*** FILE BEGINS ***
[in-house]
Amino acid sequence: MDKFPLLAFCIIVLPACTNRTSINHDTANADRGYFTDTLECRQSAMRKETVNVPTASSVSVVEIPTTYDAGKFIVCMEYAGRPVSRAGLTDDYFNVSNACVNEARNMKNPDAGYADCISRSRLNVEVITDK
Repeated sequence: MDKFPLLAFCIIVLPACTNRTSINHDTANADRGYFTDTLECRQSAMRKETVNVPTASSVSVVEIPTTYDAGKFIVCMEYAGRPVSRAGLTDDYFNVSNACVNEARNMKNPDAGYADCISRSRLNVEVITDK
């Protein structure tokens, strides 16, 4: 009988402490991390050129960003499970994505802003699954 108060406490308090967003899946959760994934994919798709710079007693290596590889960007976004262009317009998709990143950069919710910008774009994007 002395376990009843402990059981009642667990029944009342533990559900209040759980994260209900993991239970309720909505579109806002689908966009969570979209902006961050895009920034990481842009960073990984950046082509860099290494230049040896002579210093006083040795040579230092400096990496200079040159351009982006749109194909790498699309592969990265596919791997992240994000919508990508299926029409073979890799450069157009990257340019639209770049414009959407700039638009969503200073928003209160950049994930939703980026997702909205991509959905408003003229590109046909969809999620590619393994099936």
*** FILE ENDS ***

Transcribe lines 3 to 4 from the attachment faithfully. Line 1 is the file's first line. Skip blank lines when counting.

Repeated sequence: MDKFPLLAFCIIVLPACTNRTSINHDTANADRGYFTDTLECRQSAMRKETVNVPTASSVSVVEIPTTYDAGKFIVCMEYAGRPVSRAGLTDDYFNVSNACVNEARNMKNPDAGYADCISRSRLNVEVITDK
């Protein structure tokens, strides 16, 4: 009988402490991390050129960003499970994505802003699954 108060406490308090967003899946959760994934994919798709710079007693290596590889960007976004262009317009998709990143950069919710910008774009994007 002395376990009843402990059981009642667990029944009342533990559900209040759980994260209900993991239970309720909505579109806002689908966009969570979209902006961050895009920034990481842009960073990984950046082509860099290494230049040896002579210093006083040795040579230092400096990496200079040159351009982006749109194909790498699309592969990265596919791997992240994000919508990508299926029409073979890799450069157009990257340019639209770049414009959407700039638009969503200073928003209160950049994930939703980026997702909205991509959905408003003229590109046909969809999620590619393994099936």